Ed Miliband has his work cut-out on economy
Labour’s started firing off policies in Brighton: promising access to childcare for all parents of primary school age children and rises in the minimum wage for some.
The only costed announcement today is the decision to abolish what Labour likes to call the “bedroom tax.” Labour says its childcare policy is to require schools to offer childcare where parents want it – the fees paid by parents would cover the costs incurred is the suggestion.
On welfare, Labour’s said it would knock out some of the coalition’s policies – tax concessions to hedge funds and rights for shares swaps included – to pay for reversing the spare room policy but, privately, Labour doesn’t think it’ll come to that.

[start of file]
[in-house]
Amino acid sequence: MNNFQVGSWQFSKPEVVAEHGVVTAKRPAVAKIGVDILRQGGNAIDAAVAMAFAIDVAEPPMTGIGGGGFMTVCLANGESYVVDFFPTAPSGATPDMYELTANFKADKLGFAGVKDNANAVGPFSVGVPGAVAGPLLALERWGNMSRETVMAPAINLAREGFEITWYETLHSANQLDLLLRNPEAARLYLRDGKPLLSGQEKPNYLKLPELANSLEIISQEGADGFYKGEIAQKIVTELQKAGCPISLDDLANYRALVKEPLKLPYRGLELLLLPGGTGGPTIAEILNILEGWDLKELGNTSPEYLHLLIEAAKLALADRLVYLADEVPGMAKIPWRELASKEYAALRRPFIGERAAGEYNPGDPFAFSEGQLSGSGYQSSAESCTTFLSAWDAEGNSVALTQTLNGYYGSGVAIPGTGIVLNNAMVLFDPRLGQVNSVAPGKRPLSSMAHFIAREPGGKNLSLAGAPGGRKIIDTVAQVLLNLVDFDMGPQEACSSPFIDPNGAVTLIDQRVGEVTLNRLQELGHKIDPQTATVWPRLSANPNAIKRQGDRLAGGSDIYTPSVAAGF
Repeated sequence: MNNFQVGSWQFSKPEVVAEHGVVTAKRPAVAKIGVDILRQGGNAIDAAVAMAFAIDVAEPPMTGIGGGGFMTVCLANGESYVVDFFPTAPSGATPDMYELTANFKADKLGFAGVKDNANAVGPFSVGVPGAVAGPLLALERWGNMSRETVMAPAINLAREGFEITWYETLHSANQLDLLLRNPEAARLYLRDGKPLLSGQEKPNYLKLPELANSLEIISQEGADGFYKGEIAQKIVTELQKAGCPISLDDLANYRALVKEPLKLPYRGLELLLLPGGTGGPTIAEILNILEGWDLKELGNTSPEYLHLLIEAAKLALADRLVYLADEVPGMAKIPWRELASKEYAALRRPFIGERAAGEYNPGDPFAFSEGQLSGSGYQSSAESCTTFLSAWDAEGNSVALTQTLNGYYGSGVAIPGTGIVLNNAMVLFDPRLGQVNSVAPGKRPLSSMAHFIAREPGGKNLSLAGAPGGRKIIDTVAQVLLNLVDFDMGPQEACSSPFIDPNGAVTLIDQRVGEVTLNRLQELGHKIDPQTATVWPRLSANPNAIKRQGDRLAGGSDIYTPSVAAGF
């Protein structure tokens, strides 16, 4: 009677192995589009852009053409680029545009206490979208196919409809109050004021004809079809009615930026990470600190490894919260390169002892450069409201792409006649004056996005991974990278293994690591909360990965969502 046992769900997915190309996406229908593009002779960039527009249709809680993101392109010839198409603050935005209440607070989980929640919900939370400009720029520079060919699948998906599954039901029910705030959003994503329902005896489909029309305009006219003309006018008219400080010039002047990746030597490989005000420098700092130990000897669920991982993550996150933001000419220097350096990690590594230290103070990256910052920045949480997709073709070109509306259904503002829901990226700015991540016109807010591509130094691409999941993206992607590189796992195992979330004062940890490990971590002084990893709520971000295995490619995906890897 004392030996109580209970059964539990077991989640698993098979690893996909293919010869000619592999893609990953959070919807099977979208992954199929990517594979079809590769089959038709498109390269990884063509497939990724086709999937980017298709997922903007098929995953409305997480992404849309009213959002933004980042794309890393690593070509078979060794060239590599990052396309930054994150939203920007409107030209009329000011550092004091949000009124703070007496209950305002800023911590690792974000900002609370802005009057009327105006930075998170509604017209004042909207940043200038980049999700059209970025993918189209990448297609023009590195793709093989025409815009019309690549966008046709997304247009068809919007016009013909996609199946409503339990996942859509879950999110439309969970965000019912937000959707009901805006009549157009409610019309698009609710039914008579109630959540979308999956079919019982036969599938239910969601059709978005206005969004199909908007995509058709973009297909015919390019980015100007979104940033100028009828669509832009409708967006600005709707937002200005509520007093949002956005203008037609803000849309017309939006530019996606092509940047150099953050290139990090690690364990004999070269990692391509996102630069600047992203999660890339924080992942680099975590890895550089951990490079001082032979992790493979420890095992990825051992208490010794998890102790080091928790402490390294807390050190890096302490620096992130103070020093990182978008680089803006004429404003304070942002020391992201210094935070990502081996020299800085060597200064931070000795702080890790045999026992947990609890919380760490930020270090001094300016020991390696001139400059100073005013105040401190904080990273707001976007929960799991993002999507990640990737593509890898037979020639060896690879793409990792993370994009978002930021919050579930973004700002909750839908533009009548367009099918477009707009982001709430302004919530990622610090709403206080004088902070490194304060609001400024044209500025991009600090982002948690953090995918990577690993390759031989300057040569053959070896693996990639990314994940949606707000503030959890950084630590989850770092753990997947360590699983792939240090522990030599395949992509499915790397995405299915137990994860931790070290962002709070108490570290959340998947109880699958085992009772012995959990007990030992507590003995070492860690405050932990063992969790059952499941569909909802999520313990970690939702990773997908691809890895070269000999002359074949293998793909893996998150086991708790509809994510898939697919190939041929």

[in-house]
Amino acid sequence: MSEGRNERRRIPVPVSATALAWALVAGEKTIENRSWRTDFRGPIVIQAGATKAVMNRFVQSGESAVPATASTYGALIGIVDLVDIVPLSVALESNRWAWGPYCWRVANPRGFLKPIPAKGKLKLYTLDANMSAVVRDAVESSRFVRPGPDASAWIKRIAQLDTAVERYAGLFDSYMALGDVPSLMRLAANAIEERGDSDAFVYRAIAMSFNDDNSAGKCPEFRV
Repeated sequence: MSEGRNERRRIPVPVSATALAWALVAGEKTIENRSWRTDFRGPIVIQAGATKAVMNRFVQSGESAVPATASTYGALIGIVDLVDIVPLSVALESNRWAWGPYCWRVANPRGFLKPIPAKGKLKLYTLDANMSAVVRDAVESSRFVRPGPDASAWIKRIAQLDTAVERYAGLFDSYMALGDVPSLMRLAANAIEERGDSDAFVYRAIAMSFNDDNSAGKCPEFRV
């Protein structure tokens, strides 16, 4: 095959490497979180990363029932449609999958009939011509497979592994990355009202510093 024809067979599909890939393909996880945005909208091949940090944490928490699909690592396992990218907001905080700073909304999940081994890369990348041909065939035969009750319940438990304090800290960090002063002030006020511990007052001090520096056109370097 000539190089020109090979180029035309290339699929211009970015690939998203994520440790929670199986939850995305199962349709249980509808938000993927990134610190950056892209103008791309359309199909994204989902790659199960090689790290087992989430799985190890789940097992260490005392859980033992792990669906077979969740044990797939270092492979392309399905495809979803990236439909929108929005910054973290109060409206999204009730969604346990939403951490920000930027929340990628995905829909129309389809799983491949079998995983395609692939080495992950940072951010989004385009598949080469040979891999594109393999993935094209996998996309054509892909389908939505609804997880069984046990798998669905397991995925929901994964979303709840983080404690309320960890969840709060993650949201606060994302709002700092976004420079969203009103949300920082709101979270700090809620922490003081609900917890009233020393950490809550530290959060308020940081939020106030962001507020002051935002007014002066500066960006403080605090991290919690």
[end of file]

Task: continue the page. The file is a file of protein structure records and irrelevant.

The party’s convinced the spare room subsidy policy actually saves the government nothing so when the official figures come through it’ll be able to score a free policy hit.
Miliband wants to start to convince voters at this conference that things can get better for them and an Ipsos MORI poll for Channel 4 News shows how much work he has to do.
There’s a huge sense of pessimism about living standards improving out there – only 22 per cent think the Tories would make them better off, 23 per cent think Labour would and a thwacking 52 per cent think neither will help them.
Miliband’s other big task is to win back some credibility for economic management. The Ipsos MORI poll show Labour’s ratings are lower now than their lowest point after the banking crash.
The Tory ratings are improving: 38 per cent of voters saying the Tories have the best policies for managing the economy and 20 per cent say Labour does (the Lib Dems are on 5 per cent).